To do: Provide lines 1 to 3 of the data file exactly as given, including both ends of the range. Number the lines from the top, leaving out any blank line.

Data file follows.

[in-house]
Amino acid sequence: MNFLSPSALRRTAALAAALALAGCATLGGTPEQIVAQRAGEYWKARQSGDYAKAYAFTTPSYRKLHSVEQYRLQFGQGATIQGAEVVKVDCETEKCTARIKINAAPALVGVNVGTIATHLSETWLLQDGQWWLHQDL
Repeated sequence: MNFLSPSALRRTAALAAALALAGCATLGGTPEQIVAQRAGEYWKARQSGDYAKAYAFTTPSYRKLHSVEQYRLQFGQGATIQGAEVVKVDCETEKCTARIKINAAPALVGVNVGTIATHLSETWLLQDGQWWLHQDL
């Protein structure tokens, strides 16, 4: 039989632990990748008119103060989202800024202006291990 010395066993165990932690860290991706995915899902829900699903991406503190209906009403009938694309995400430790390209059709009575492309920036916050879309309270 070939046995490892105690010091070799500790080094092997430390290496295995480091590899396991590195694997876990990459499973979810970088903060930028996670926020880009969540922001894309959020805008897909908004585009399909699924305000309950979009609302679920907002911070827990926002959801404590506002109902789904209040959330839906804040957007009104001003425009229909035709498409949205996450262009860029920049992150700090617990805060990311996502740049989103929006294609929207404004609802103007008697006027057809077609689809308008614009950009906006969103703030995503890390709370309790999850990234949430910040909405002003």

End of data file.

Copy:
[in-house]
Amino acid sequence: MNFLSPSALRRTAALAAALALAGCATLGGTPEQIVAQRAGEYWKARQSGDYAKAYAFTTPSYRKLHSVEQYRLQFGQGATIQGAEVVKVDCETEKCTARIKINAAPALVGVNVGTIATHLSETWLLQDGQWWLHQDL
Repeated sequence: MNFLSPSALRRTAALAAALALAGCATLGGTPEQIVAQRAGEYWKARQSGDYAKAYAFTTPSYRKLHSVEQYRLQFGQGATIQGAEVVKVDCETEKCTARIKINAAPALVGVNVGTIATHLSETWLLQDGQWWLHQDL